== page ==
Meredith W. Morgan
Meredith W. Morgan, Jr., OD, PhD, FAAO
Charter Member, Berkeley Optometry Hall of Fame
Meredith W. Morgan, Jr. (1912–1999) was born in Kingman, Arizona, and raised in Richmond, California. The son of an optometrist (Meredith Morgan, Sr., 1887–1957), Morgan graduated summa cum laude from Berkeley Optometry in 1934. He then joined his father’s optometric practice in Richmond, while also teaching in a part-time clinical staff position at Berkeley Optometry.
In 1936, Morgan decided to pursue an academic/research career. While practicing optometry part-time, and serving as President of the Alameda County Association of Optometrists in 1939, Morgan earned an MA (1939) and PhD (1941) in physiology. He also completed a course in aniseikonia at the Dartmouth Eye Institute (Hanover, NH) before joining the faculty at Berkeley Optometry.
Morgan was appointed Instructor at Berkeley Optometry in 1942, Assistant Professor in 1944, Associate Professor in 1949, and Professor in 1951. He conducted an active research program, publishing many articles in physiological, optometric and ophthalmological journals. Dr. Morgan played a key role in establishing the Graduate Program in Physiological Optics at Berkeley (1946). He supervised more graduate students than any other faculty member until his retirement in 1975, taught all but two courses in the curriculum, and mentored interns in the Clinic, where he excelled in binocular vision and low vision.
On July 1, 1960, Morgan became the third dean of Berkeley Optometry. His tenure (1960–73) was the second longest in Berkeley Optometry history. When Morgan took over the leadership of the School, Berkeley was the only optometry program in the nation that did not award the doctoral (OD) degree. Starting in 1962, Morgan directed negotiations with the University, finally winning approval for an additional year of study culminating in the OD for the Class of 1970. Morgan also restructured the curriculum toward the health sciences, recruited key vision science faculty, and helped develop biological research on the eye and vision into a significant, multidisciplinary program.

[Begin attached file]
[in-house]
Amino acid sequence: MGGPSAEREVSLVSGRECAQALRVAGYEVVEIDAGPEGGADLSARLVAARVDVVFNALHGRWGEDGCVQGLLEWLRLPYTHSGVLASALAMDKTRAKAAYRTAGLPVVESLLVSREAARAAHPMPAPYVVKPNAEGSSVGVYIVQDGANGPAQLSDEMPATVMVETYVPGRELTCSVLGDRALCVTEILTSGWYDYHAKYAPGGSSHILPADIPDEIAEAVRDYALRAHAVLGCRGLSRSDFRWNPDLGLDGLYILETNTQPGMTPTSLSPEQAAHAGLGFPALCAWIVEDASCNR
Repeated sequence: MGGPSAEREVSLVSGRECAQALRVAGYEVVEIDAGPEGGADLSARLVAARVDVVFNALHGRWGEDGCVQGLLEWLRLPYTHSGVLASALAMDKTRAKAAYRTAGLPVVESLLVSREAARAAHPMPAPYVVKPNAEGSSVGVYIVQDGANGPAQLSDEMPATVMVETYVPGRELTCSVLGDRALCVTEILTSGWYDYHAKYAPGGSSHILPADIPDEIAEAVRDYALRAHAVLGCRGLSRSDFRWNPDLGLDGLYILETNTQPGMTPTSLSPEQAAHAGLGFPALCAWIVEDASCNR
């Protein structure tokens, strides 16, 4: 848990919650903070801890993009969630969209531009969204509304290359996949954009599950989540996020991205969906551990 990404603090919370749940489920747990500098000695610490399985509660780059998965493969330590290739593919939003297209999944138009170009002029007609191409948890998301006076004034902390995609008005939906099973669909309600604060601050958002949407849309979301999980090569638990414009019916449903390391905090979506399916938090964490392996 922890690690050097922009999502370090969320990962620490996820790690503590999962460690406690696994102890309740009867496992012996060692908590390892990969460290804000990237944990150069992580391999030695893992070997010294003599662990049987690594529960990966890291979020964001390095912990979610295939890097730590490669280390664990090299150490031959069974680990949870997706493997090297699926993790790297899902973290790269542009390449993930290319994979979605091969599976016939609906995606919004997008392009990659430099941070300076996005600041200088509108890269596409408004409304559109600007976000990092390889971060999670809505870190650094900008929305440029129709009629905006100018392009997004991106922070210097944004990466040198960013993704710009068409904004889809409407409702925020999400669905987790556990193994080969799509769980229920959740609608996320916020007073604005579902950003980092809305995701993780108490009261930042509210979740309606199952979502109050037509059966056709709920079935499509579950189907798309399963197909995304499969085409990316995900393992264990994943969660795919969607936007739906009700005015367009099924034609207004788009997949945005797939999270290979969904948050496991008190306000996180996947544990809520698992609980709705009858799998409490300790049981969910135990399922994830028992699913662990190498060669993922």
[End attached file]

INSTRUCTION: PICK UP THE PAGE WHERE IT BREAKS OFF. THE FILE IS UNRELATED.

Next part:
Unlike his predecessors, who were solely practitioners, Morgan was the first educator/researcher to serve as President of the American Academy of Optometry (1952–54). The AAO also presented him with its highest honor—the Prentice Medal —in 1967, and an Honorary Life Fellowship in 1979. The Optometry Alumni Association named Morgan its first Alumnus of the Year in 1953, and the COA elected him Optometrist of the Year (1970). In 1975, he received the Apollo Award from the AOA and the University’s prestigious Berkeley Citation. From 1968 to 1989, he received four honorary doctorates from schools of optometry. He was delighted when the Optometry Clinic was rededicated as the “Meredith W. Morgan University Eye Clinic” (1998). Only weeks before his death, he was named—for a record third time—Optometrist of the Year by the Alameda and Contra-Costa Counties Optometric Society.
One memorial comment may serve to summarize Dr. Morgan’s remarkable character: “Hundreds of optometrists and vision researchers viewed him as a mentor, a colleague, a role model, a personal friend, even a father or grandfather figure…. Over and over again colleagues … point to his friendship, his integrity, his strong sense of fairness and ethical behavior, his tolerance, his ability to mentor and provide sage advice, and his ability to recognize excellence in a wide range of interests outside of his own. He valued the simple, the honest, the humorous, and the unadorned version of things and was suspicious of excessive pomp and fanfare. … He was forever inquisitive…. This trait gave … a wonderful, childlike quality to his personality. He knew one secret for life—lifelong learning—and he derived a special energy and vigor from it.” Dr. Morgan died in 1999.